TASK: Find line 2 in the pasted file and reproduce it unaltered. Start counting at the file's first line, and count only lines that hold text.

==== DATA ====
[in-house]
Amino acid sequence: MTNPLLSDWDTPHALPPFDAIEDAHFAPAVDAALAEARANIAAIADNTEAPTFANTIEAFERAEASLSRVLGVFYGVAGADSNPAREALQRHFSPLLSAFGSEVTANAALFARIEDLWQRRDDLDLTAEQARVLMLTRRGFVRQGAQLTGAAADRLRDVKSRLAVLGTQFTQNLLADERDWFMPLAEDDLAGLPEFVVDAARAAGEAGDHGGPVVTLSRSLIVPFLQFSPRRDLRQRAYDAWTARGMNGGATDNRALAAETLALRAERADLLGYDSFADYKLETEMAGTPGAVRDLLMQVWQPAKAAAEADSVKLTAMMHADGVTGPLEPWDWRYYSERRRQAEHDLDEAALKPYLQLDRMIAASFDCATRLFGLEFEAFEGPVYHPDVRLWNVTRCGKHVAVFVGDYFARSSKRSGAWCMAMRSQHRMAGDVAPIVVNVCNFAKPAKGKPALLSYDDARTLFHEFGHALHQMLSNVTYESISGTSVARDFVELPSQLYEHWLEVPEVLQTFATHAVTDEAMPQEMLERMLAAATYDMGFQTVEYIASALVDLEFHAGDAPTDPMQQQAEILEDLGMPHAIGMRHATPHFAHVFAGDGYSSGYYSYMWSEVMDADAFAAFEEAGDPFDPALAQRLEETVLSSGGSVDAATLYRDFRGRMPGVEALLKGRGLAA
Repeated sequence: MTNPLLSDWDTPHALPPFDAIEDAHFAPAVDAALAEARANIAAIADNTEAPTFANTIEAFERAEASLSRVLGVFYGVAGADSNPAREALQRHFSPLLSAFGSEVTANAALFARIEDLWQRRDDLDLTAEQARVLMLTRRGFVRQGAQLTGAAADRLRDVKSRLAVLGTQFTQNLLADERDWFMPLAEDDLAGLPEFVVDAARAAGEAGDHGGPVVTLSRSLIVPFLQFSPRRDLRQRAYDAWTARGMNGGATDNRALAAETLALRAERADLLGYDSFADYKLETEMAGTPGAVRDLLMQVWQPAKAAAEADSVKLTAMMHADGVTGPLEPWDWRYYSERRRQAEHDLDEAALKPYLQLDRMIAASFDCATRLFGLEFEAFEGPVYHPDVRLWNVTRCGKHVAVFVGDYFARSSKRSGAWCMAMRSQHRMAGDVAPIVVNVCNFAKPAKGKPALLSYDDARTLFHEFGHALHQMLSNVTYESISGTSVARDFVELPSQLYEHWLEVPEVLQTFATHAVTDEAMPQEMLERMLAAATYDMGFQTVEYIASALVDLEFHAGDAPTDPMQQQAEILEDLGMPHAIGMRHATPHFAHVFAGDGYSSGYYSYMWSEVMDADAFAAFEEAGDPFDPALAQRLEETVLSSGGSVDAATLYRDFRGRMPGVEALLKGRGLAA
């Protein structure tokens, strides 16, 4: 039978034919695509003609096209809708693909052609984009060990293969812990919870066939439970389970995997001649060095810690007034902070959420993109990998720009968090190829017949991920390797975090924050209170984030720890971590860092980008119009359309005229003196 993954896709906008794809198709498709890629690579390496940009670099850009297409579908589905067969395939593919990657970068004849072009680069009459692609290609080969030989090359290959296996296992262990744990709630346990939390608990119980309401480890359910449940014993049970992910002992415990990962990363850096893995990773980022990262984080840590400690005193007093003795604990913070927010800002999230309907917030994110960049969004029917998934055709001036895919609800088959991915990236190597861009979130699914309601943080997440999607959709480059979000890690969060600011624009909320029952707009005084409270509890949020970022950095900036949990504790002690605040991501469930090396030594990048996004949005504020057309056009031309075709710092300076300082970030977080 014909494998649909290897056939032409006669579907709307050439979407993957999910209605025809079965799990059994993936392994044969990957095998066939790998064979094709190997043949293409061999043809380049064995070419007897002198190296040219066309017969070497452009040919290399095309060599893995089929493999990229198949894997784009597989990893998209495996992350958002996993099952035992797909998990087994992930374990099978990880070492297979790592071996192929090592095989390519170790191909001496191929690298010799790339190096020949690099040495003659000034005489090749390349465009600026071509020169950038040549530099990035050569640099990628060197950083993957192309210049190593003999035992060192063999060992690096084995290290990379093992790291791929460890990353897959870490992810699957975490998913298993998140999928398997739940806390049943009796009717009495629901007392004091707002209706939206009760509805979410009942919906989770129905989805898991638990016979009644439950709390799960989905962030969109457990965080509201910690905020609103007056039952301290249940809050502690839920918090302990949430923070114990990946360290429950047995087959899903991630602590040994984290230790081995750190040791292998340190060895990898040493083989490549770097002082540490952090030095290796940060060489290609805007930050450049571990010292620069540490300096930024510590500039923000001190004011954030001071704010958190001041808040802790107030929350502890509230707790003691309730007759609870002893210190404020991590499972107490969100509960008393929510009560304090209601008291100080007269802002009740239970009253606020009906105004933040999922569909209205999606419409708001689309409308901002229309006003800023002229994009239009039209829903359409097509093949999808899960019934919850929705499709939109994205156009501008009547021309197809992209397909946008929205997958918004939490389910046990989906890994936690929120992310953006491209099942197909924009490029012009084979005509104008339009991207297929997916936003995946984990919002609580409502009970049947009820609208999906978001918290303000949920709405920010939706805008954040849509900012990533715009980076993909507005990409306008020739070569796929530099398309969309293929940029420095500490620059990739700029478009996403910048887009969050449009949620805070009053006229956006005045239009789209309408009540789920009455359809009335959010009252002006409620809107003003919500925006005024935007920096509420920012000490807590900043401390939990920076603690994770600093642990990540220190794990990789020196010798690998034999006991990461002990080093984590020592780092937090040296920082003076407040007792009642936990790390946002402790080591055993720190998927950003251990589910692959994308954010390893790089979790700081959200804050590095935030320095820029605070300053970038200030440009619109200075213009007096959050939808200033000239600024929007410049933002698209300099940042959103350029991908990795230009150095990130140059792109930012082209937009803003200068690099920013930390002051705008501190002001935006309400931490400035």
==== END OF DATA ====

Amino acid sequence: MTNPLLSDWDTPHALPPFDAIEDAHFAPAVDAALAEARANIAAIADNTEAPTFANTIEAFERAEASLSRVLGVFYGVAGADSNPAREALQRHFSPLLSAFGSEVTANAALFARIEDLWQRRDDLDLTAEQARVLMLTRRGFVRQGAQLTGAAADRLRDVKSRLAVLGTQFTQNLLADERDWFMPLAEDDLAGLPEFVVDAARAAGEAGDHGGPVVTLSRSLIVPFLQFSPRRDLRQRAYDAWTARGMNGGATDNRALAAETLALRAERADLLGYDSFADYKLETEMAGTPGAVRDLLMQVWQPAKAAAEADSVKLTAMMHADGVTGPLEPWDWRYYSERRRQAEHDLDEAALKPYLQLDRMIAASFDCATRLFGLEFEAFEGPVYHPDVRLWNVTRCGKHVAVFVGDYFARSSKRSGAWCMAMRSQHRMAGDVAPIVVNVCNFAKPAKGKPALLSYDDARTLFHEFGHALHQMLSNVTYESISGTSVARDFVELPSQLYEHWLEVPEVLQTFATHAVTDEAMPQEMLERMLAAATYDMGFQTVEYIASALVDLEFHAGDAPTDPMQQQAEILEDLGMPHAIGMRHATPHFAHVFAGDGYSSGYYSYMWSEVMDADAFAAFEEAGDPFDPALAQRLEETVLSSGGSVDAATLYRDFRGRMPGVEALLKGRGLAA